It was as effective as it was unsightly.
United (7-3-3) teetered all night and rarely crossed midfield with substantial possession. Although Wayne Rooney, Luciano Acosta and Paul Arriola entered early in the second half, D.C. was in survival mode against Toronto (5-4-2), which finished with massive advantages in shots (35-3), corner kicks (10-2) and percentage of possession (71-29).
Toronto’s shot total was the highest in MLS in 21 years and the most in league history without that team scoring a goal.
“We defended our asses off,” said goalkeeper Bill Hamid, who set a career high with 12 saves and recorded his league-best seventh shutout. “We had a game plan and we were successful.”
It was a triumph in many ways for D.C., which moved one point ahead of Philadelphia atop MLS’s Eastern Conference and kept several key players fresh for this weekend’s visit to Texas.
In explaining his lineup choices, Olsen said: “It starts to get dangerous if you start to play guys too much. I played a large number of guys a lot this year. With the Sunday-Wednesday [matches] and two days in between, something had to give.”
Chris McCann made his third start but first in midfield. Zoltan Stieber and Jalen Robinson started for the second time. Quincy Amarikwa and Akeem Ward were in the starting lineup for the first time. Ward, a first-round draft pick, made his MLS debut.
“In some ways, you set these guys up to fail because they don’t get a lot of minutes up until this point and you throw them out there,” Olsen said. “Every one of them gave everything they had and went about the game plan in the right way.”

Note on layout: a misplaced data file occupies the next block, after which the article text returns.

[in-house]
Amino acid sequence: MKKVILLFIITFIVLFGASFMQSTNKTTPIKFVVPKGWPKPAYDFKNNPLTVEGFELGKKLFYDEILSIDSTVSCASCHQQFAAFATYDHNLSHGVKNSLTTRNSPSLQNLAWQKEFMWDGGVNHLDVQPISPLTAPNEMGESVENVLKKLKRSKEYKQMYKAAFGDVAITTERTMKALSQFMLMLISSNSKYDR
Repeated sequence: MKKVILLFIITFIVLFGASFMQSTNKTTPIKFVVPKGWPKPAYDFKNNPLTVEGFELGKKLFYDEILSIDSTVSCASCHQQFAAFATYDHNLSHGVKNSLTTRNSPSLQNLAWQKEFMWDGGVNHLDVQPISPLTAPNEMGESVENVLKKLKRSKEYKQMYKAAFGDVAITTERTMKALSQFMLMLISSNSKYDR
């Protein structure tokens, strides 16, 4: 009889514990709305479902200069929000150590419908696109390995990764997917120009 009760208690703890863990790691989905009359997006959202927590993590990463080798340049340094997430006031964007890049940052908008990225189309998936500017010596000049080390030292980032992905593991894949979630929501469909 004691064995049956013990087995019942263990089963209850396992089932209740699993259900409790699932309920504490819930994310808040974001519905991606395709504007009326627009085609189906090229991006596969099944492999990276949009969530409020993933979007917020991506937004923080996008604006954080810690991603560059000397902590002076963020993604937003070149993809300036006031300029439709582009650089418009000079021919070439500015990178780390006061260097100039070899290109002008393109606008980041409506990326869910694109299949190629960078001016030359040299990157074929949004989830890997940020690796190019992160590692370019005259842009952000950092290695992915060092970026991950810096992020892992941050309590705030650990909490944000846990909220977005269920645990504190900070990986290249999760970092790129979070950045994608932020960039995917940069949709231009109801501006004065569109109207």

Toronto was close to full strength, though striker Jozy Altidore (five goals in six appearances) was sidelined by a heel injury. Nick DeLeon, who joined Toronto this season after seven with United, made his 10th start and logged 45 minutes on the left wing.
United’s only serious threats came in the first minute as Stieber tested goalkeeper Quentin Westberg from outside the box and Amarikwa was offside in depositing the ensuing corner kick into the net.
From that point, Toronto hoarded possession and menaced the penalty area. Under constant duress, United was bending but did not break.
“You couldn’t really turn off,” defender Steve Birnbaum said. “They would get the ball, bring it up the field, get something in the box. We would clear it and then do it all over again. It was 85 minutes of that.”
Hamid made a fine reflex save on Jordan Hamilton’s touch, set up brilliantly by Toronto’s new maestro, Alejandro Pozuelo. Frederic Brillant blocked DeLeon’s header, and Hamilton smashed the rebound off the crossbar.
Drew Fischer’s halftime whistle brought a blank score line and relief for scrambling United. Statistics tilted heavily toward Toronto — 20-2 shot advantage (7-1 on target) and 79 percent of possession — but without anything to show for it.
Toronto got right back to work after intermission as Auro’s rasping drive drew a leaping save by Hamid.
Olsen then turned to Rooney and Acosta in the 48th minute. Arriola arrived in the 62nd.
The newcomers lifted United’s counterattacking prospects and slowed the pace but struggled to interrupt Toronto’s mastery of the ball. Hamid remained busy, though the threats were not as severe as in the first half and early in the second.
With time melting away, Toronto grew increasingly frustrated with United’s tactics and its inability to solve them. United killed time, ecstatic about ultimately stealing a point.
“With the changes we made, we would’ve taken a point,” Rooney said. “We kept a few players fresh for Saturday, which at this point, only becomes a good point if we take three on Saturday.”
Notes: Midfielder Chris Durkin, who played 90 minutes, will report to the U.S. under-20 national team this week to prepare for the U-20 World Cup in Poland. . . . Youth academy midfielder Bryang Kayo, a target for a homegrown contract, scored the first goal in the U.S. under-17 national team’s 4-0 victory over Canada in a Concacaf semifinal in Bradenton, Fla. The Americans will face Mexico in the final Thursday. All semifinalists qualified for the U-17 World Cup this fall in Brazil.